Justin Wheeler Mm-Hmm. Yep, those are the people are typically the loudest. And you know, I'm a huge proponent, actually, just got out of a board meeting last week where we were talking about freezing wages for for the entire team and, you know, comparing it to a sort of market trends. And in this particular case, you know, they were below average in many positions. And you know, I think like if you searching at, you know, an organization like yours or organization that's on the board of called Liberty in North Korea, I mean, the we need these people doing this job day in and day out. Like this is some of the most important work. It's way more important than, you know, some software company like Funraise or some shoe company like Nike like to sell more shoes, like we're actually changing the world for the better. These people should be the well-compensated should be taking care of. Stress should be eliminated. And so, you know, I love that the pushback you've gotten hasn't been from your own community, you know, from the individuals that are on your team that are supporting you. They see that, hey, like by becoming more just internally, it's going to make us a more powerful unit for change in our community. And I think, you know, from my perspective, I know that this article that I'm referring to, that I that it came across my desk, a lot of nonprofit leaders are looking at. A lot of nonprofits are asking themselves these questions of how do we get better at compensation pay equity across the board? Like, Where are we majorly sort of need to be corrected in this way? And so, you know, I think that the steps you've taken have made a pretty big impact and will continue to make a big impact in the nonprofit community. And so with the sort of increase in overhead, if you will, you know, I say that tongue in cheek because I think it's such a ridiculous way to measure any sort of nonprofit. Has this had any impact on sort of like the operating expenses of the budget? Has it created a new, you know, new sense of more funds are needed? How has this all sort of like, I guess, extrapolated to the bottom line, if you will like, how does this impact the organization? Is it going to be tough to sustain or do you feel confident that this is going to be a very sustainable model moving forward?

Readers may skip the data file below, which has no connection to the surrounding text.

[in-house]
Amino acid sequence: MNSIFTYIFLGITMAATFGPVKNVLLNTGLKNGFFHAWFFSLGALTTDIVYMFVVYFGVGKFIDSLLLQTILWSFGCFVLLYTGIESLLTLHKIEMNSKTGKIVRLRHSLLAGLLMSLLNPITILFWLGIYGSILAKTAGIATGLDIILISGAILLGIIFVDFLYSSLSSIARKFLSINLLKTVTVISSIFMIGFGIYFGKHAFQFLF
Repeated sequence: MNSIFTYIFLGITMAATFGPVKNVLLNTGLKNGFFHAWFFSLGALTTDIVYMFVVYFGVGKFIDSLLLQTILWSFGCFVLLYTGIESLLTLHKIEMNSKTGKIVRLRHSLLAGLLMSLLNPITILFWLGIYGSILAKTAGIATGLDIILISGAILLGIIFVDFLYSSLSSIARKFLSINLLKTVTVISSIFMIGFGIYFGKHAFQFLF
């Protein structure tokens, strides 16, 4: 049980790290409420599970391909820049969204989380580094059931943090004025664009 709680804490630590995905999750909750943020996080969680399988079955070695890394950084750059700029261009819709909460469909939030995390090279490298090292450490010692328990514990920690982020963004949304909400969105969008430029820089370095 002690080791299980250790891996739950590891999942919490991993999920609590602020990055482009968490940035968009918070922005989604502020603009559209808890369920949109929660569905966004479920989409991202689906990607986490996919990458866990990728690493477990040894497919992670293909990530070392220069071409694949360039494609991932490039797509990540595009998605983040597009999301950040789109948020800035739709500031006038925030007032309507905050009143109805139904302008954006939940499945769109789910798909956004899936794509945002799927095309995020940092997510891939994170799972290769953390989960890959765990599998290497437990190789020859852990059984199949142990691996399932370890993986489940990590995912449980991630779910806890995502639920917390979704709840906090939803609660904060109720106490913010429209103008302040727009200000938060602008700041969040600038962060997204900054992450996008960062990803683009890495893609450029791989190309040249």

Sean Goode Yeah. Well, in next year's budget, it's going to add about $400,000 to what it is we need to identify. And some of that will be met by renegotiating contracts that we've held historically. Some of that's going to be by, you know, new grant, civil right and community members that will step up and lean in because they believe in the significance of wage equity. I'm not concerned about the sustainability of it. In fact, what I've been encouraging other nonprofit leaders that I've had the privilege to speak to over these past couple of weeks is that look, philanthropy will follow us. If we begin to say this is the living wage and we collectively begin to write grants and proposals that capture a living wage based upon where you are in the country. The philanthropy will follow. I know often the relationship is somewhat toxic, and it feels like it's the other way around like we need to go to the funder and prove to the funder that we're worthy of their dollars. And I think that not only is counterproductive, I think it's wrong. I believe wholeheartedly that if you do great work and you do it in a meaningful way and you choose to be in a relationship with the funder, that's transformational and not transactional that the two of you can journey together with purpose, and these adjustments simply make sense. I've yet to meet a founder that tells me that they want to perpetuate systemic injustice. I have not met that funder, and when that funder understands that by paying people below a living wage, they're simultaneously liberating someone with the right hand and limiting someone with the left. We can't continue to have that net-zero gain and then pretend like justice is being had. And so I'm excited for what this means both locally and nationally. And I'm confident that if nonprofit leaders begin to step up and step forward and champion this effort, that the funders will follow. They absolutely will.